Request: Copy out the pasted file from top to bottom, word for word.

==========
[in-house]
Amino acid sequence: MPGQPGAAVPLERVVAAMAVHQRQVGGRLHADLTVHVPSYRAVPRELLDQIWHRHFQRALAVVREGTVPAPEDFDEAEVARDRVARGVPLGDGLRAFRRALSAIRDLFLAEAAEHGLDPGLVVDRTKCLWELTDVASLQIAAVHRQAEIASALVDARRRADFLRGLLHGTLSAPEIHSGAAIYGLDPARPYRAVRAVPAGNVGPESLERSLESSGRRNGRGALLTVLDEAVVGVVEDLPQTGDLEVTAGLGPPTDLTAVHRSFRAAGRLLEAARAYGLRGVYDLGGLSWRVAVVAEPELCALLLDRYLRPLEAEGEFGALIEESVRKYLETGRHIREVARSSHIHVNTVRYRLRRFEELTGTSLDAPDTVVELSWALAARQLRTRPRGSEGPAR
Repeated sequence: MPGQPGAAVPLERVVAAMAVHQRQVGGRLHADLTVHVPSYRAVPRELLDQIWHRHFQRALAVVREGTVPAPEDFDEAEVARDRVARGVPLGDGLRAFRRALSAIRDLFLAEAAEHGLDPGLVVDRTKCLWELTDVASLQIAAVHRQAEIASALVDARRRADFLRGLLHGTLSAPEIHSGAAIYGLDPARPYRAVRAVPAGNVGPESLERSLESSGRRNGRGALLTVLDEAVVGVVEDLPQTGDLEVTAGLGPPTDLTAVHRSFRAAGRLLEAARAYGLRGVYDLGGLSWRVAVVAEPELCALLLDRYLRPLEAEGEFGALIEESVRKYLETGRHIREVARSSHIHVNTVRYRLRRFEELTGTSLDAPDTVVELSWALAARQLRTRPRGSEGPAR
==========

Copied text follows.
[in-house]
Amino acid sequence: MPGQPGAAVPLERVVAAMAVHQRQVGGRLHADLTVHVPSYRAVPRELLDQIWHRHFQRALAVVREGTVPAPEDFDEAEVARDRVARGVPLGDGLRAFRRALSAIRDLFLAEAAEHGLDPGLVVDRTKCLWELTDVASLQIAAVHRQAEIASALVDARRRADFLRGLLHGTLSAPEIHSGAAIYGLDPARPYRAVRAVPAGNVGPESLERSLESSGRRNGRGALLTVLDEAVVGVVEDLPQTGDLEVTAGLGPPTDLTAVHRSFRAAGRLLEAARAYGLRGVYDLGGLSWRVAVVAEPELCALLLDRYLRPLEAEGEFGALIEESVRKYLETGRHIREVARSSHIHVNTVRYRLRRFEELTGTSLDAPDTVVELSWALAARQLRTRPRGSEGPAR
Repeated sequence: MPGQPGAAVPLERVVAAMAVHQRQVGGRLHADLTVHVPSYRAVPRELLDQIWHRHFQRALAVVREGTVPAPEDFDEAEVARDRVARGVPLGDGLRAFRRALSAIRDLFLAEAAEHGLDPGLVVDRTKCLWELTDVASLQIAAVHRQAEIASALVDARRRADFLRGLLHGTLSAPEIHSGAAIYGLDPARPYRAVRAVPAGNVGPESLERSLESSGRRNGRGALLTVLDEAVVGVVEDLPQTGDLEVTAGLGPPTDLTAVHRSFRAAGRLLEAARAYGLRGVYDLGGLSWRVAVVAEPELCALLLDRYLRPLEAEGEFGALIEESVRKYLETGRHIREVARSSHIHVNTVRYRLRRFEELTGTSLDAPDTVVELSWALAARQLRTRPRGSEGPAR